The basis of this poetry about Kosovo was the enchanting Historical Narrative which was written immediately after the battle (1392) by Patriarch Danilo the Third, in the cultivated style known as "pletenije sloves". His work contains all the elements of the Kosovo theme as found in the documents afterwards, and of the myth of Kosovo in the oral poetry. The Kosovo theme is the first preserved and completely clear example of the symbiotic relationship between the written and oral poetic systems of Serbia in the Middle Ages: the same theme with all the essential elements is cultivated simultaneously in both poetic forms. Among Danilo's followers, there were also other people from the royal court. This is, therefore, the literature of the royal court. Among them one finds Milica, Lazar's learned widow and the first Serbian poetess of sadness and suffering; Jefimija, the famous embroiderer, despina and nun; Lazar's son and heir, young Despot Stefan Lazarevic, statesman, soldier and poet of renaissance intoned love lyrics which are revealed in his poetic tract about love, The Word of Love, and elsewhere. Ten texts appeared in twenty years.
Refugees from the Balkans, fleeing ahead of the Turkish invasion, brought other literary trends into Serbia as well. Among them was Grigorije Tsamblak, who wrote, during his short stay at Decani, The Life of Stefan Decanski; he presented Stefan as a great martyr, completely within the tradition of the Bulgarian school of Trnovo, in a strict hagiographic style which was never cultivated in Serbia. Tsamblak was interceding, with his work and his life, on behalf of Slavic and Balkan spiritual unity against the Turkish threat; meanwhile, his compatriot Konstantin Filozof was searching for heroic warriors to take sword in hand and oppose the infidel invasion. He found that ideal in his protector, Despot Stefan Lazarevic, and he dedicated his extensive biography The Life of Despot Stefan (1433) to him. After many years and under quite different circumstances, Konstantin created the same kind of literary character in a sovereign as had Danilo's Pupil. To wit, the ideal sovereign is a successful warrior and noble knight, a refined artist and fearless fighter for Christian culture, a man of great moral strength which he draws from his dedication to his land and to the history of his nation. He is the hero of the new era because of that, and not because of any kind of heavenly protection. The new era is also seen through a different and more objective view of people and events. The Despot himself initiated the translation of the Byzantine chroniclers, the compilation of a Serbian genealogy, and the expansion of the chronicles. Apart from the interest in ancient history, the rational spirit of the epoch also appeared in the textual and linguistic studies of the Despot's court and its surroundings. Stefan Lazarevic and Konstantin Filozof introduced humanistic and renaissance trends in Serbian literary life, which had been cut short and cast into darkness by the terrible tragedy of the loss of Serbian national independence and the following centuries of slavery.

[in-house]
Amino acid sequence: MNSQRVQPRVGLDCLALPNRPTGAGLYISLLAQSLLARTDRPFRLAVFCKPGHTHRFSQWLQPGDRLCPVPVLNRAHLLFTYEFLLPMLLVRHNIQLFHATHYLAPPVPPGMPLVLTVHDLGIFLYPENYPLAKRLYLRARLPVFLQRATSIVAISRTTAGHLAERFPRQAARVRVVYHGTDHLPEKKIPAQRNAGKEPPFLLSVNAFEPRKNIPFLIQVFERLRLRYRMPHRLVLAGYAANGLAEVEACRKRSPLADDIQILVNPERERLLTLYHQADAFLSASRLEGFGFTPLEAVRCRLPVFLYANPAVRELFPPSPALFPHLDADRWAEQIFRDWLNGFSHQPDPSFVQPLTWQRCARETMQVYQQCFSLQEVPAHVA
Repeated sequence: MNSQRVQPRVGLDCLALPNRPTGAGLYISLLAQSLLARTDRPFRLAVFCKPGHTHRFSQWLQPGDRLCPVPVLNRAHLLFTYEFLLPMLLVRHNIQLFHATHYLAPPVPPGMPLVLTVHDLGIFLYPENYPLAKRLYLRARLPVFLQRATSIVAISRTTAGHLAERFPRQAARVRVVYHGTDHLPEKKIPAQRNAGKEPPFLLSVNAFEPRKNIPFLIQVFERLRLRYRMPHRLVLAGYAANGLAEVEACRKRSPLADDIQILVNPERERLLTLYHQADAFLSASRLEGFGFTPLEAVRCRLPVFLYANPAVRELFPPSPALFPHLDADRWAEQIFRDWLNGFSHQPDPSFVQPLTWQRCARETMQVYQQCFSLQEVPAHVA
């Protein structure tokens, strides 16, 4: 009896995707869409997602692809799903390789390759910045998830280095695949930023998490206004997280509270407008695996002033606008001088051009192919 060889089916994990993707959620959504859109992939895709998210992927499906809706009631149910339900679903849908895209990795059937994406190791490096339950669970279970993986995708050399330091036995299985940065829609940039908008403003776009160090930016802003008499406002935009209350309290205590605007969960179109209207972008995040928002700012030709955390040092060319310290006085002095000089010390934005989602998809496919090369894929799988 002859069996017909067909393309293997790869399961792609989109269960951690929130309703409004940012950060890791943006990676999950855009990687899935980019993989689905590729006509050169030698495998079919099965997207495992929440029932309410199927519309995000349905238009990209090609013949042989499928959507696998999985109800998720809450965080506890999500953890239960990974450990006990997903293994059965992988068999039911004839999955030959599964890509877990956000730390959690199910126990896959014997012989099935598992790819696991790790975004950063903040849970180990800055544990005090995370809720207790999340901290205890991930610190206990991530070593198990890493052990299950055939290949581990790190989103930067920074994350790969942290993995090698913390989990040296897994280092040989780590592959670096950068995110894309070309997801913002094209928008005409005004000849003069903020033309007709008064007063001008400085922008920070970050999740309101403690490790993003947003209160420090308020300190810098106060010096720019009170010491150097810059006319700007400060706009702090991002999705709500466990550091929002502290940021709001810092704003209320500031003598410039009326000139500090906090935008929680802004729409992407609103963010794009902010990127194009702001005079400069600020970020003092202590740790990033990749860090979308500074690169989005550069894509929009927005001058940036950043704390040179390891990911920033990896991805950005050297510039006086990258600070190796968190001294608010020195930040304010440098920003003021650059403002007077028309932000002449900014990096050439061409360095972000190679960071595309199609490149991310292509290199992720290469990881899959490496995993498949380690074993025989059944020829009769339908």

Even so, even under such conditions, the meagre literary activity was still dealing with the ideal heroes of the type which were created in the literature of the Middle Ages. The heroes became the last representatives of Serbian statehood, the Despots of Srem - the Brankovic family - to whom cultic texts, liturgies and short vitae were dedicated in the first half of the sixteenth century in the Krusedol school; this school cultivated an artistic style which lacked nothing in comparison to its excellent models in earlier epochs. Instead of developing along the lines of the renaissance which had already begun, Serbian literature remained where it had been when the foreign invasion occurred. The written word found support in the oral, traditional word, and thus Patriarch Pajsije did nothing other than to fill the old hagiographic framework with new oral tradition when he wrote The Life of Tsar Uros (1642). In the period when European culture was undergoing great revival, Serbian culture, separated from Europe by a cordon of Turkish weapons, attempted to revive itself from its own resources. Thus, written literature relied on oral poetry, which was acutely vivid, drawing on its own inspiration, ethical principles and a noble sensitivity taken from the testimonies of the medieval epoch, safeguarded in the libraries of the aging monasteries.